Amos & Andrew (1992) : How did this happen? [Mike’s Review]
Today on Cage Club we hit a bit of a snag with Amos & Andrew. This is the second of Nic Cage’s Comedies and I think more than anything this movie proves that comedy is subjective. I have never seen this movie before and so I was coming into his one completely cold, well almost. As I went to put in the DVD I wondered if this was really an adaptation of the old Amos & Andy that connotes the old minstrel radio play which is super racist especially in todays social climate let alone the early 90’s. Even Hollywood had to know this wouldn’t make a return profit. Was this made as a tax write off somehow? Well, if we are anything here at Cage Club we are completists and so the show must go on and I must screen this movie with trepidation.
The movie co stars Samuel L. Jackson as Andrew, a famous activist and writer, who just moved into a 1% community that’s secluded on an island off the coast of Massachusetts. The movie also co-stars Nic Cage as Amos, petty crook and maybe sex offender that’s locked up in the local jail. Cage at least has a cool intro where he is doing a hand stand in the jail cell. Not sure why, maybe to pass the time or perhaps to meditate, we never do find out. The night Andrew moves into his new house he is mistaken for a burglar by his white neighbors who call the cops and agree with them so they surround the house immediately. Andrew has no idea whats happening until he tries to turn off his car alarm and the Cops open fire on him. When the police figure out Andrew lives there and they made a mistake they deploy their scapegoat, Amos, to fix the mess. Amos takes Andrew hostage for real instead of for show because the media gets wind of everything and discloses his identity. The two try to put aside their differences and survive the night together while everything else sorta works it’s self out on it’s own. The Cops storm the wrong house and hunt the fugitives but a protest group shows up and inadvertently burn down Andrew’s home. Everyone scatters and the move ends with Cage and Sam Jackson shaking hands and parting ways.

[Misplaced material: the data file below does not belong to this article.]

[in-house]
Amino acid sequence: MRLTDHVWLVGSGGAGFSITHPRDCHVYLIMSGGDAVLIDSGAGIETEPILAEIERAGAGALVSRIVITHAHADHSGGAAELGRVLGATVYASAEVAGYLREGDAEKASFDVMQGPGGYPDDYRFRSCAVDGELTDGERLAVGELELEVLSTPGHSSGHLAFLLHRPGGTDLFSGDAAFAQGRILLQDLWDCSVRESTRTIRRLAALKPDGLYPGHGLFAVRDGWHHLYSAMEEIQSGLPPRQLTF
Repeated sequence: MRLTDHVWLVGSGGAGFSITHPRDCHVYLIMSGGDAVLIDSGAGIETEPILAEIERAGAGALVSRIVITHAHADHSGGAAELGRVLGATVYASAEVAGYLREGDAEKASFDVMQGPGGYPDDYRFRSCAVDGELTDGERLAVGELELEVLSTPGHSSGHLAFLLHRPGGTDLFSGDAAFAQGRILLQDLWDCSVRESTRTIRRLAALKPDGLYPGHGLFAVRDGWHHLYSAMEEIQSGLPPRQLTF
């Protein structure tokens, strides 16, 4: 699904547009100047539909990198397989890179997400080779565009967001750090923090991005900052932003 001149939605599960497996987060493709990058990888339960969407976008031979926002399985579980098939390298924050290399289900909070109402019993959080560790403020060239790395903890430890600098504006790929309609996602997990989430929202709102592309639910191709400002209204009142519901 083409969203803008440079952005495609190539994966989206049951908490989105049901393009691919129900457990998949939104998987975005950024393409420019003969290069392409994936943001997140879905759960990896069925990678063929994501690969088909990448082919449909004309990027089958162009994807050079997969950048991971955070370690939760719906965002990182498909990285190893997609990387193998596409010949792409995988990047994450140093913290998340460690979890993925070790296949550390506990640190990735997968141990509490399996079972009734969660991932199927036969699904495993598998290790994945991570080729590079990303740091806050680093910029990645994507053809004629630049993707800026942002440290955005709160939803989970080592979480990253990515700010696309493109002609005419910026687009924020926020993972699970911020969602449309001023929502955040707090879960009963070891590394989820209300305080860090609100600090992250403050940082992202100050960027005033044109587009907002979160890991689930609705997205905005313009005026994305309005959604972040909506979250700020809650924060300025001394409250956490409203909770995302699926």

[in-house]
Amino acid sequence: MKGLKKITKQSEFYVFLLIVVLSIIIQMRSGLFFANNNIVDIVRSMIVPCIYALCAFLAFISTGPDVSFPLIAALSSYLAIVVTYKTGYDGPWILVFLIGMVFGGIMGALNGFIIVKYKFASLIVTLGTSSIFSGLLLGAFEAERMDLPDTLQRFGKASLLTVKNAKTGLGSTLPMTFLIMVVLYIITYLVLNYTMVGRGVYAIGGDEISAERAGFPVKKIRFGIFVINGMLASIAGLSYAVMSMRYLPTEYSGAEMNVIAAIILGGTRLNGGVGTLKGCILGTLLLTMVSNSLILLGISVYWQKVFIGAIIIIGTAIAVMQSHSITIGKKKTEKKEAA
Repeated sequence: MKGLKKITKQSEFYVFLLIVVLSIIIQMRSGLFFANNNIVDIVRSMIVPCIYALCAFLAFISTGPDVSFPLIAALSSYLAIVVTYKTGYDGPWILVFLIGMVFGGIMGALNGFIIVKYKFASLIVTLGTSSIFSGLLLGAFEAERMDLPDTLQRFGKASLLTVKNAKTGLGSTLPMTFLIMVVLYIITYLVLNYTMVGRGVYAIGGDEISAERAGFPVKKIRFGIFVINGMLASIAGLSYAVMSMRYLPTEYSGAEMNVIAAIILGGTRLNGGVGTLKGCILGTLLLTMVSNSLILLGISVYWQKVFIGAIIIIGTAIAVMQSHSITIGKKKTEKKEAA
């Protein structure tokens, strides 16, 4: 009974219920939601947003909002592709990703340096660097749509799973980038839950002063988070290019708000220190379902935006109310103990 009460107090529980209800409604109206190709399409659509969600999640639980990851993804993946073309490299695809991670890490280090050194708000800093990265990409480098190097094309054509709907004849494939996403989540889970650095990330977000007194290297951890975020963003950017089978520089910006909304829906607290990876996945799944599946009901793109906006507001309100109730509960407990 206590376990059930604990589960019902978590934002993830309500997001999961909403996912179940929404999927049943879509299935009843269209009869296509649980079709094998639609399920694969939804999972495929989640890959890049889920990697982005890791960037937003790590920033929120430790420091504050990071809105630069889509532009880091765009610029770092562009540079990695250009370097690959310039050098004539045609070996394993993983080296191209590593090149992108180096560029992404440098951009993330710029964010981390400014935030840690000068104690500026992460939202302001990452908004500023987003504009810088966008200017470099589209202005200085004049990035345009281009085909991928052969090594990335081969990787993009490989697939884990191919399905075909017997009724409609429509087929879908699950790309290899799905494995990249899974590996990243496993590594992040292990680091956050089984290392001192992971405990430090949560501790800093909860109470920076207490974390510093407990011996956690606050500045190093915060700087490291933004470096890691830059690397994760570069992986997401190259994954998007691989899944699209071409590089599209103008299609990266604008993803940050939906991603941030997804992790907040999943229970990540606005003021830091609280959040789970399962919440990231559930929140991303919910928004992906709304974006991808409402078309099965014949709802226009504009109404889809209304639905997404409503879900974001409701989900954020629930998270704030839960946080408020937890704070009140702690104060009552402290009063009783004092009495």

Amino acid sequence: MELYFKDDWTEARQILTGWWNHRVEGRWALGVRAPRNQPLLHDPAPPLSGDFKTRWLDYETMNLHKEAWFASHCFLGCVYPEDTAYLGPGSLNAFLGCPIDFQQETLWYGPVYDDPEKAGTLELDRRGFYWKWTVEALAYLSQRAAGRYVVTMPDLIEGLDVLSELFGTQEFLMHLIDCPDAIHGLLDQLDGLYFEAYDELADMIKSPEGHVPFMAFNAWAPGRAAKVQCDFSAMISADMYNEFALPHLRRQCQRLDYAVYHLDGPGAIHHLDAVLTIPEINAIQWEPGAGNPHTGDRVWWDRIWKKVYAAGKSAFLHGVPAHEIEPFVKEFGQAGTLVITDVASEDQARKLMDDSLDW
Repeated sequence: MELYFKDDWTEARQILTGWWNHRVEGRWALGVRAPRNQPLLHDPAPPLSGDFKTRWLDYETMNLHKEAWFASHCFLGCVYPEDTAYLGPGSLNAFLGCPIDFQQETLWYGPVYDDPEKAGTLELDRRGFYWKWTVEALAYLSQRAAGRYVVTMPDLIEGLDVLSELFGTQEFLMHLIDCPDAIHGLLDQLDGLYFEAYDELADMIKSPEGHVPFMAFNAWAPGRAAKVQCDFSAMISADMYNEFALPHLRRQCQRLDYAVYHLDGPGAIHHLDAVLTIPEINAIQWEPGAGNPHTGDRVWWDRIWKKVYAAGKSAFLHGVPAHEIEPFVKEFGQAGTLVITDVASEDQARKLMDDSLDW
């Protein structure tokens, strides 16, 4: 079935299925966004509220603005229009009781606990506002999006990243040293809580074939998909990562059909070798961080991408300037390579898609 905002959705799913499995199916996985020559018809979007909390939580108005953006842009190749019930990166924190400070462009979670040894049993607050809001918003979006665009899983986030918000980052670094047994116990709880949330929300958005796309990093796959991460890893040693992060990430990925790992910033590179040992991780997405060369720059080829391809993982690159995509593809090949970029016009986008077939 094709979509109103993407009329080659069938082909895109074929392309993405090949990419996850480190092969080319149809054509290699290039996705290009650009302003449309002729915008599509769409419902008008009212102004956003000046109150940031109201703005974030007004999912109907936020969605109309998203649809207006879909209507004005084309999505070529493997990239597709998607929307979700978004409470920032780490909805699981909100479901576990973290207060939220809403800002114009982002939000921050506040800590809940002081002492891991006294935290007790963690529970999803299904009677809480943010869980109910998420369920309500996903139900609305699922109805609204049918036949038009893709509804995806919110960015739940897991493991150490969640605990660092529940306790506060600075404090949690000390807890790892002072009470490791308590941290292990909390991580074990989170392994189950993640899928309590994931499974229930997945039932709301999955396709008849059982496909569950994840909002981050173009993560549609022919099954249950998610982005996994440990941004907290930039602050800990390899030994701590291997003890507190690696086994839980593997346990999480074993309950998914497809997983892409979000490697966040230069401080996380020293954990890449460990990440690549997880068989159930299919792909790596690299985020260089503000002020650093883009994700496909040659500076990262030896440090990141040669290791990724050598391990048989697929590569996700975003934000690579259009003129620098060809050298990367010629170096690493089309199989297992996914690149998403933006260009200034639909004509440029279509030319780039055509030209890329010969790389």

Amos and Andrew tries to be a satire about racism but comes off in poor taste and un funny. Everything that has been on the news lately about racial tensions in America isn’t helping the image of this film either. At least it’s not a direct adaptation of the old radio show and they created a completely new totally racist version for film. Like all movies, I tried to give it the benefit of the doubt, but even aside from it’s bad writing the general film making production isn’t up to previous standards. The acting is fine and everyone is present and trying but the material never get’s off the ground and I never feel engaged with the plot one it’s thin vale of comedy is pulled back to reveal the tasteless jokes beneath. Cage looks great with his gold tooth and “4 Play” tattoo that was clearly drawn on with a marker, but even he can’t save this shop from sinking. It’s kinda a bummer, man, because this is the first Cage Club movie that really disappointed. That is not to say all the movies so far have been great, but this movie reserved a special spot at the bottom of the list.
That does it for this week, I think this is my shortest post so far. Next time on Cage Club we leave the Comedy behind as Nic goest out west looking for works and stumbles into a one horse town where escape is close to impossible. Join us for a Modern Western or a Neo Noir or Both, next time on the Cage Club with “Red Rock West”.